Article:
The Amazing Transparent Man
|The Amazing Transparent Man|
|Directed by||Edgar G. Ulmer|
|Produced by||Lester D. Guthrie
Robert L. Madden
|Written by||Jack Lewis|
|Music by||Darrell Calker|
|Cinematography||Meredith M. Nicholson|
|Edited by||Jack Ruggiero|
|Distributed by||MCP Pictures (July 1960)
American International Pictures (1961)
The Amazing Transparent Man is a 1960 science fiction film starring Marguerite Chapman. It is an American B-movie which follows the story of an insane ex–U.S. Army major who uses an escaped criminal to steal materials to improve the invisibility machine his scientist prisoner made. It was one of two sci-fi films shot back-to-back in Dallas, Texas by director Edgar G. Ulmer (the other being Beyond the Time Barrier, also released in that same year). The combined filming schedule for both films was only two weeks. The film was later featured in an episode of Mystery Science Theater 3000.
The film has received very poor reviews and suffered in popularity as a result of its low budget. Leading science fiction author David Wingrove commented in his Science Fiction Source Book that "Its cheap-budget origins show throughout. Amazing claims too much for what is essentially a thriller involving an escaped criminal..."
Former U.S. Army major Paul Krenner (James Griffith) plans to conquer the world with an army of invisible soldiers and will do anything to achieve that goal. With the help of his hired muscle, Julian (Red Morgan), Krenner forces Dr. Peter Ulof (Ivan Trisault) to perfect the invisibility machine Ulof invented. He keeps Ulof's daughter, Maria (Carmel Daniel), imprisoned to keep Ulof in line.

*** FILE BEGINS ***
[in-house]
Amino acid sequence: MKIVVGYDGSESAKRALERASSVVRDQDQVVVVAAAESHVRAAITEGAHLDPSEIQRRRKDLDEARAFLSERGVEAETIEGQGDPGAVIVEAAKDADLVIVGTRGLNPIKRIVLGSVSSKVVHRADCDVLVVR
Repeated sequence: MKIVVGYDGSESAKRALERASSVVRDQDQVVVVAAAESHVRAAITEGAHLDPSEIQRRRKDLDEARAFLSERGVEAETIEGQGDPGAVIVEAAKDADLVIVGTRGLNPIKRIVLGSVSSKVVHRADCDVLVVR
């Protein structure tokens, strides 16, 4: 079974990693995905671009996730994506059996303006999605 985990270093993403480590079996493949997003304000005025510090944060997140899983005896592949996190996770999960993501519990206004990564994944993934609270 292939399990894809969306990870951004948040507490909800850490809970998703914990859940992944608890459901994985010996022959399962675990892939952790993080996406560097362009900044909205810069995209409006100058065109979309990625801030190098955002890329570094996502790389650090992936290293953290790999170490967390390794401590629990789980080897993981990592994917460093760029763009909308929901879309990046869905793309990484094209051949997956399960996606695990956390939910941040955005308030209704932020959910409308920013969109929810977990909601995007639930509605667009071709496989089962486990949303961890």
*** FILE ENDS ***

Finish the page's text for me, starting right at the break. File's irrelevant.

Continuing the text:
The nuclear materials Ulof needs to better his invisibility machine are extremely rare and kept under guard in government facilities. Krenner arranges the prison break of notorious a safecracker, Joey Faust (Douglas Kennedy), to steal the materials he needs. Of course Faust will do the jobs while invisible. Krenner offers Faust money for the jobs and Faust expresses his grievances against working for him. Faust tells him that he will sing like a canary if he iss returned to prison. Krenner tells Faust that he is wanted alive or dead. Faust reluctantly complies. However, when he meets Faust’s woman, Laura Matson (Marguerite Chapman), he slowly charms her into a double cross.
Faust continues attempting to escape and tries to get one over on Krenner. It looks as if he may have the edge on Krenner when Faust attacks Krenner while invisible. However, Dr. Ulof’s guinea pig dies and, during the second time he is invisible, Faust uncontrollably reverts from invisible to visible and back again. Despite these drawbacks Faust forges ahead, intent on breaking free from Krenner's control.
|Marguerite Chapman||Laura Matson|
|Douglas Kennedy||Joey Faust|
|James Griffith||Maj. Paul Krenner|
|Ivan Triesault||Dr. Peter Ulof|
|Boyd 'Red' Morgan||Julian|
|Carmel Daniel||Maria Ulof|
|Norman Smith||Security guard|
|Patrick Cranshaw||Security guard|
|Dennis Adams||State Police officer|
|Stacy Morgan||State Police officer|
The film was made by Miller Consolidated Pictures, which gave it a brief release in 1960. It was then picked up by AIP and released the following year.
- Internet Movie Database Box office/Business for
- Booker, M. Keith (2001). Monsters, mushroom clouds, and the Cold War: American science fiction and the roots of postmodernism, 1946-1964. Greenwood Publishing Group. pp. 154–156. ISBN 0-313-31873-5.
- Weaver, Tom (2002). Science fiction confidential: interviews with 23 monster stars and film makers. McFarland. p. 300. ISBN 0-7864-1175-9.
- Gary A. Smith, The American International Pictures Video Guide, McFarland, 2009, p. 11.
- Wingrove, David. Science Fiction Film Source Book (Longman Group Limited, 1985)
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